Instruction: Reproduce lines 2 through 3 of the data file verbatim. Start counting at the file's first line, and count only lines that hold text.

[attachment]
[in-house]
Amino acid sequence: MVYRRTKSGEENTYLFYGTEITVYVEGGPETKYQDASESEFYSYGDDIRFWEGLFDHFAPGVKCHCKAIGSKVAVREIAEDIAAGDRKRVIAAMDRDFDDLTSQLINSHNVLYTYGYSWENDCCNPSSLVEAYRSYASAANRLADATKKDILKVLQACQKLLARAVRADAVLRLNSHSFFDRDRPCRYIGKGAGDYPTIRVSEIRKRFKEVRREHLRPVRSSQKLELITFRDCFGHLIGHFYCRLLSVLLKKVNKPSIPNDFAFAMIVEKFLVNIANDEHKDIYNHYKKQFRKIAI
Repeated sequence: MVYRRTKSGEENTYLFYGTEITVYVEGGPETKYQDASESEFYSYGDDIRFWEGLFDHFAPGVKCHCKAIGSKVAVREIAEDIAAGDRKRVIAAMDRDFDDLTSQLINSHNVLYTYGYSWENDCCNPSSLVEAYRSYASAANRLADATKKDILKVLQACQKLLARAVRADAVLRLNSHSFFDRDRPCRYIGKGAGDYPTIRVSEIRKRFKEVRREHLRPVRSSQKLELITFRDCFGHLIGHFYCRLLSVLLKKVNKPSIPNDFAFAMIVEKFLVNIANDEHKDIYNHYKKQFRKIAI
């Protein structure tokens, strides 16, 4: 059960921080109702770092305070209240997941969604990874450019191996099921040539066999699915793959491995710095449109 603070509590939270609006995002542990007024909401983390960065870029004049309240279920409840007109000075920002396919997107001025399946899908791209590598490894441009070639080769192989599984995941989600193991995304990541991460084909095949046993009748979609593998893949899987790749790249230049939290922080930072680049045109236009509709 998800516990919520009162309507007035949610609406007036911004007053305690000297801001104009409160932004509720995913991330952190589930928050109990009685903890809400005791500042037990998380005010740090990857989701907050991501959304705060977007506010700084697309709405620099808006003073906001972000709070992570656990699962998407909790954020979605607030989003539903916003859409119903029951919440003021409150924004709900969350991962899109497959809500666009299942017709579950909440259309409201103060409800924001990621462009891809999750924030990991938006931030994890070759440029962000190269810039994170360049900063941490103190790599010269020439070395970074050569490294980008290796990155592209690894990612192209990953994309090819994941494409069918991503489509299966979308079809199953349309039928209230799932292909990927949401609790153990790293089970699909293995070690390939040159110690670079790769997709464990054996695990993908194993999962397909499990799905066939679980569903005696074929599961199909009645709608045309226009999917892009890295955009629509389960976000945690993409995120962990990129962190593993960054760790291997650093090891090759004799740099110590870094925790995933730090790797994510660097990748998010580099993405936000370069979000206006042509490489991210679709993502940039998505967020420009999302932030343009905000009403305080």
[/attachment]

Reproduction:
Amino acid sequence: MVYRRTKSGEENTYLFYGTEITVYVEGGPETKYQDASESEFYSYGDDIRFWEGLFDHFAPGVKCHCKAIGSKVAVREIAEDIAAGDRKRVIAAMDRDFDDLTSQLINSHNVLYTYGYSWENDCCNPSSLVEAYRSYASAANRLADATKKDILKVLQACQKLLARAVRADAVLRLNSHSFFDRDRPCRYIGKGAGDYPTIRVSEIRKRFKEVRREHLRPVRSSQKLELITFRDCFGHLIGHFYCRLLSVLLKKVNKPSIPNDFAFAMIVEKFLVNIANDEHKDIYNHYKKQFRKIAI
Repeated sequence: MVYRRTKSGEENTYLFYGTEITVYVEGGPETKYQDASESEFYSYGDDIRFWEGLFDHFAPGVKCHCKAIGSKVAVREIAEDIAAGDRKRVIAAMDRDFDDLTSQLINSHNVLYTYGYSWENDCCNPSSLVEAYRSYASAANRLADATKKDILKVLQACQKLLARAVRADAVLRLNSHSFFDRDRPCRYIGKGAGDYPTIRVSEIRKRFKEVRREHLRPVRSSQKLELITFRDCFGHLIGHFYCRLLSVLLKKVNKPSIPNDFAFAMIVEKFLVNIANDEHKDIYNHYKKQFRKIAI